One challenge for anyone pushing a pharmacological explanation of Brown’s alleged behavior: Despite speculation that he was on PCP, marijuana is the only drug that was detected in his blood. Kathi Alizadeh and Sheila Whirley, the assistant county prosecutors who presented evidence to the grand jury, did what they could with pot, raising the possibility that Brown had smoked enough to experience “paranoia,” “hallucinations,” and maybe even a “psychotic episode.” They planted that idea in jurors’ heads mainly by presenting a toxicologist’s misleading testimony about the amount of THC in Brown’s blood and the possible effects of large doses.

Read On

Making Up For Lost Time

Nov 26 2014 @ 10:24am

Nina MacLaughlin explains what happened when, as an adult, she started wearing makeup:

I was experimenting at age 30 the way I never had as a kid. In middle school, all my pals had bright, colored Caboodles full of makeup, like tackle boxes for black-cherry lip gloss, cotton balls, and squares of eye shadow in various shades of blue. I was never into it — not disdainful, just unmoved, the lot of it lost against more pressing concerns: crushes on boys, playing soccer. Plus, I had no one to model the behavior after. My mother wore no makeup. There were no lipsticks to smear, age 6, standing on a stool in the bathroom mirror. No eye shadow to smudge above the lids. My mother looked forward to going gray; to dye your hair, she believed, signaled a lack of confidence, a cowardly rejection of nature. … The message she conveyed to me from an early age was that beauty needed no adornment. I absorbed it, deeply, without knowing I had.

In some ways it’s a positive message to send to a girl: You don’t need this stuff to be attractive. And I’m relieved not to suffer the stress and time-consumption of having to manage my face with products every time I walk out the door. But a subtle strain of judgment exists at its base: If you need to use makeup, then you are not naturally beautiful. Red lips, blushed cheeks, lined eyes — they run the risk of making a woman look clownish, whorish, or — worst of all — like she was trying too hard.

Stacia L. Brown, seen above, recalls undergoing a similar change of heart around the same age:

New motherhood was exhausting, but I didn’t expect it to age me. I come from deep brown women, a grandmother routinely mistaken for 10 or more years younger than her age and a mother more often assumed to be my sister than my parent.

Read On

Beard Of The Week

Nov 26 2014 @ 9:44am

A reader writes:

The recent discussions on The Dish on Gamergate, Dr. Matt Taylor’s shirt, and the the vaguely generalized anxiety over the decline of male culture, has been exhilarating, exasperating, unnamed (19)and maddening! I can honestly say it’s the single issue where I feel a viscerally negative reaction to parts of your stated opinion. But, as a bright blue dot in the midst of the deep red state of Texas, I’ve long ago had to learn to look past a few points of disagreement for the sake of a friendship. And we are still friends, aren’t we? I hope so.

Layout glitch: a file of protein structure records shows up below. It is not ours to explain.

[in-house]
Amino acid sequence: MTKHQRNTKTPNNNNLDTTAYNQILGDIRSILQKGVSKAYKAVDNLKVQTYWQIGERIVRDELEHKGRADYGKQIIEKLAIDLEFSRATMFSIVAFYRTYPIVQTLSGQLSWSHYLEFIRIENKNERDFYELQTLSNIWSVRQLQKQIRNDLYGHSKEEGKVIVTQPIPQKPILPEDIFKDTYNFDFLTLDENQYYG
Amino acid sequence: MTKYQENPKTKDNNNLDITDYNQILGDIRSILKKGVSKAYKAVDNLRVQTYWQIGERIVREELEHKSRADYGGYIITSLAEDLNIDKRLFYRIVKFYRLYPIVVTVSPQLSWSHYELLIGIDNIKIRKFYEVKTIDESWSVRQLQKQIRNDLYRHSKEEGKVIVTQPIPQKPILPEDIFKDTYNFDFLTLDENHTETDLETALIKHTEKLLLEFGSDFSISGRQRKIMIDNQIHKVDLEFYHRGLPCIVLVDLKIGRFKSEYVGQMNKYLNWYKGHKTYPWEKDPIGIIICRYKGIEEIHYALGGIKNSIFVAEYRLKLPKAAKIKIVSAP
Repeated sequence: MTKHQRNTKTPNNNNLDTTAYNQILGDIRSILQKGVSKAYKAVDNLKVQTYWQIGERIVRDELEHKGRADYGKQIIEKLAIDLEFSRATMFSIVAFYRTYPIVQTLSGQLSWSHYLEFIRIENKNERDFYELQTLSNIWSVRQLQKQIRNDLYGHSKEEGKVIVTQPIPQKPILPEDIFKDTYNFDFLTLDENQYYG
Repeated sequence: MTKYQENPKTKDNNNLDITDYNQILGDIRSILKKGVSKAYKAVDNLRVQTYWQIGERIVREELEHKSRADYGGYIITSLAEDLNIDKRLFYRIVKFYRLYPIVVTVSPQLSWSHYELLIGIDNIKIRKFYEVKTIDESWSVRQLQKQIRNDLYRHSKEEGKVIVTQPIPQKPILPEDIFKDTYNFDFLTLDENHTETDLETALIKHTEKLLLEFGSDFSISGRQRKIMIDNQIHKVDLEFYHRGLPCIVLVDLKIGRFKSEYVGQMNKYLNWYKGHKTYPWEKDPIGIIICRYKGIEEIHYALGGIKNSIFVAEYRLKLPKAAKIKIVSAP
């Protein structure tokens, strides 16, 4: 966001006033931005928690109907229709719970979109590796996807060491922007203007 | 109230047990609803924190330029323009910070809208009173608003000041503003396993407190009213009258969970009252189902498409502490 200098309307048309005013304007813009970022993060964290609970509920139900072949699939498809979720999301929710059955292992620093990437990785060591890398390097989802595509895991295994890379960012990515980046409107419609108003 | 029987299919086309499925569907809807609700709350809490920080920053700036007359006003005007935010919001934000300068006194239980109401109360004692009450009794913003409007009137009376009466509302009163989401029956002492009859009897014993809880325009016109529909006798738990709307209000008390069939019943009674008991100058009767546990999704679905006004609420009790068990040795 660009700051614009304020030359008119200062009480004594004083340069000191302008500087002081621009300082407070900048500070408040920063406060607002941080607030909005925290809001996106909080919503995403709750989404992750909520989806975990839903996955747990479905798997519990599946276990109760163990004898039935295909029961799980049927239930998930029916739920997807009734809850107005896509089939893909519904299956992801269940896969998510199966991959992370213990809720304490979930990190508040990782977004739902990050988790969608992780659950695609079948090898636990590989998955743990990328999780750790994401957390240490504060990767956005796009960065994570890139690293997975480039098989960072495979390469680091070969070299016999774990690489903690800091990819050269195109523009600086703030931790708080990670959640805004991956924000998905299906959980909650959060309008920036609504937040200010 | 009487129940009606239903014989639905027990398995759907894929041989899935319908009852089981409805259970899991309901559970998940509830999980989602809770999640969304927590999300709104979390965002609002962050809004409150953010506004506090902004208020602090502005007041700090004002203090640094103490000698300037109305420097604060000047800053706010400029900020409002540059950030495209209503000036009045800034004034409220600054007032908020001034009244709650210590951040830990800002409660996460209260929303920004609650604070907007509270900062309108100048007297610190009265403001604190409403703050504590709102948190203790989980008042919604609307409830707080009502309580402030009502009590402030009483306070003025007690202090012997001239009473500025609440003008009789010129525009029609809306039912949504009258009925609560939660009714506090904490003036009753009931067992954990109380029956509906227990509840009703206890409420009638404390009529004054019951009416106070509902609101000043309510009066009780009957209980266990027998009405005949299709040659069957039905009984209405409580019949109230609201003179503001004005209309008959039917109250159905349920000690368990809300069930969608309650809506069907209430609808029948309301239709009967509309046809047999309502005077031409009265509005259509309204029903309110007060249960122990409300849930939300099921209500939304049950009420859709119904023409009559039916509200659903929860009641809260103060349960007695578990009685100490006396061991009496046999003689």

This debate, along with your long-standing interest in the beard as a quintessential symbol of masculinity and your commitment to highlighting contemporary portrait photography, has actually had a significant impact on my work as a visual artist. I’m a photographer who works using the technologically obsolete, hand-made process known as Wet Collodion, or Tintype, first invented in 1851. This is the process that was used by the British photographer Roger Fenton, whose work during the Crimean War was likely influential in the popularization of the long beard for British men in the mid-19th century, as you mention in this post.

My colleague Bryan Wing and I are the team Project Barbatype.

Read On

Speaking at an international women’s justice summit on Monday, Turkey’s president violated a cardinal rule of public speaking, telling a room full of women’s rights activists that gender equality is unnatural:

Certain work, Erdogan said, goes against women’s “delicate nature,” and “their characters, habits, and physiques are different” from men’s. “Our religion [Islam] has defined a position for women: motherhood,” he said. He then went on to blast feminists, accusing them of not understanding their role in society. “Some people can understand this, while others can’t,” he said. “You cannot explain this to feminists because they don’t accept the concept of motherhood.”

Erdogan tried using the Quran to advance his point, saying, “Paradise lies at the feet of mothers,” which ended up just turning into an awkward reflection on the role of his mother in his own family. “I would kiss my mother’s feet because they smelled of paradise,” he said. “She would glance coyly and cry sometimes.”

Alev Scott puts her finger on why this speech was so frightening:

Erdoğan is neither a lone madman in a padded cell, nor a Victorian uncle caught in a time warp.